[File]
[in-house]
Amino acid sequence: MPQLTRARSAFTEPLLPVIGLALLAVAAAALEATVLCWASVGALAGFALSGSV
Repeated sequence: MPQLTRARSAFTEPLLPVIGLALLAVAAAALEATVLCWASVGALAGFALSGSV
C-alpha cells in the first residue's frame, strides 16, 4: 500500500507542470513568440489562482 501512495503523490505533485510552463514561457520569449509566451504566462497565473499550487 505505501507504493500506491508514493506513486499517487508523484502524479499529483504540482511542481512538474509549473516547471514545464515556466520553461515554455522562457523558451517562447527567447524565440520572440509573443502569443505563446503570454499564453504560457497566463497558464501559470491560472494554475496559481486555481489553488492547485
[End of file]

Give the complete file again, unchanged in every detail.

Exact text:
[in-house]
Amino acid sequence: MPQLTRARSAFTEPLLPVIGLALLAVAAAALEATVLCWASVGALAGFALSGSV
Repeated sequence: MPQLTRARSAFTEPLLPVIGLALLAVAAAALEATVLCWASVGALAGFALSGSV
C-alpha cells in the first residue's frame, strides 16, 4: 500500500507542470513568440489562482 501512495503523490505533485510552463514561457520569449509566451504566462497565473499550487 505505501507504493500506491508514493506513486499517487508523484502524479499529483504540482511542481512538474509549473516547471514545464515556466520553461515554455522562457523558451517562447527567447524565440520572440509573443502569443505563446503570454499564453504560457497566463497558464501559470491560472494554475496559481486555481489553488492547485